Surrogacy involves sharing a pregnancy with a woman who carries the child to delivery. It can be a good option for individuals and couples who want involvement with the pregnancy and prenatal care, the genetic makeup and the birth of the child.

For some couples, the journey to growing a family may be a somewhat non-traditional one. Conception may not happen within the partnership itself. Instead, infertility, chronic health problems, adoption issues or being in a same-sex relationship may lead partners to choose surrogacy to assist in the family-building process.

Surrogacy involves sharing a pregnancy with a carrier — the woman who carries the child to delivery. It can be a good option for individuals and couples who want involvement with the pregnancy and prenatal care, the genetic makeup and the birth of the child. Such was the case for James Houghton and Casey Davis, who had been partners for nearly 12 years when they decided it was time to consider parenthood.

Adoption wasn’t a good option for the couple, so they turned to surrogacy. As with many couples who go this route, James and Casey wanted to be involved in the entire journey to parenthood. Here, they add their insights to some tips on how to go about the surrogacy process and finding the right carrier.

1. Consider the Emotional Considerations

Before deciding to use a surrogate, RESOLVE: The National Infertility Association, suggests you (and your partner) consider the following questions:

  • How do you feel about someone else carrying your child?
  • Are both partners ready to commit to surrogacy?
  • How will you explain the pregnancy and birth to others and eventually to your child?

It may make sense for you and the potential carrier to speak to a mental health professional who specializes in reproductive psychology or infertility about these and other concerns. A mental health screening can help ensure that all parties have considered all matters. Reputable surrogacy agencies will conduct in-person mental health screenings, along with full background and medical checks, of individuals before offering them as potential surrogates.

“In our case, we wanted to be in constant contact with our surrogate and go to every doctor’s appointment with her,” said Casey. “That being said, we knew we had to find a surrogate who was willing to have a positive ongoing relationship with us, someone who would let us into her life and let us be with her every step of the way. During the interview, you have to feel comfortable asking probing and rather emotional questions. You’ll know when you have found the right carrier whose values and motives are similar to yours.”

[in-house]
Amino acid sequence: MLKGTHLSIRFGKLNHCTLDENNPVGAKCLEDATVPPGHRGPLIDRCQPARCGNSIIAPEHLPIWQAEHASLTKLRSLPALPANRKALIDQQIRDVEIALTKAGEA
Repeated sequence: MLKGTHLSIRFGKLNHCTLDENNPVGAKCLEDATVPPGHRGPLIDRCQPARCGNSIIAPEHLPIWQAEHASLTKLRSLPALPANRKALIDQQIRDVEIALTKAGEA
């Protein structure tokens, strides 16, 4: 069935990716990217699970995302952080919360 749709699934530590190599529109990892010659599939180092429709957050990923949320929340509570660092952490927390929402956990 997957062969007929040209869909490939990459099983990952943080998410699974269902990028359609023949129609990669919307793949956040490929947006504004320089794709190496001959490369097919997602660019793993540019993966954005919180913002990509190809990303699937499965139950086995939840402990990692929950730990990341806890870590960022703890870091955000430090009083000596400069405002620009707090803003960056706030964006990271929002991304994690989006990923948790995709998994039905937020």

2. Do Your Research

It’s critical to work with an agency that will manage all the details and look out for your best interests. You have plenty to think about throughout the process so choose a reliable agency and ask them plenty of questions about what can be expected, the financial obligations and risks, and more. Referrals from friends, family members and healthcare providers can be a real bonus here. The more informed you are, the more comfortable you will be with your decision. The RESOLVE website offers a Professional Services Directory, fact sheets, a list of questions to ask and other resources to use as guides in the surrogacy process.

“Make sure you feel 100 percent comfortable with all the people working at the agency that you choose,” James suggested. “You will have to be in constant contact with that agency and share very personal information with them. From choosing a surrogate to choosing your egg donor to finally hearing that first heart beat, these people will be your extended family. You should get the feeling that they want you to have a child just as much as you want it for yourself.”

3. Be Patient, Be Flexible

Many aspects of the surrogacy process can be arduous and unpredictable, as James and Casey know all too well. One of their favorite sayings was: “hurry up and wait.” Transfers fail, surrogates require bed rest, babies come early. The entire surrogacy process can take up to 20 months, so understanding what you can control and what you can’t will help reduce stress and make the journey better for all involved. The agency you work with should be flexible enough as well to allow you and your surrogate the latitude to forge a relationship that satisfies you both.

4. Look beyond Genetics

The preparation and love that goes into creating a family through surrogacy is a unique experience and one that can come with some concerns. Perhaps the largest hurdle you will have to navigate is choosing if and when you’ll share your child’s unique creation story with them. This choice is very personal. Once the child is in your arms and under your care, genetic code doesn’t much matter. You will bond with the child through the normal course of parenthood. So relax and enjoy the lifelong journey.

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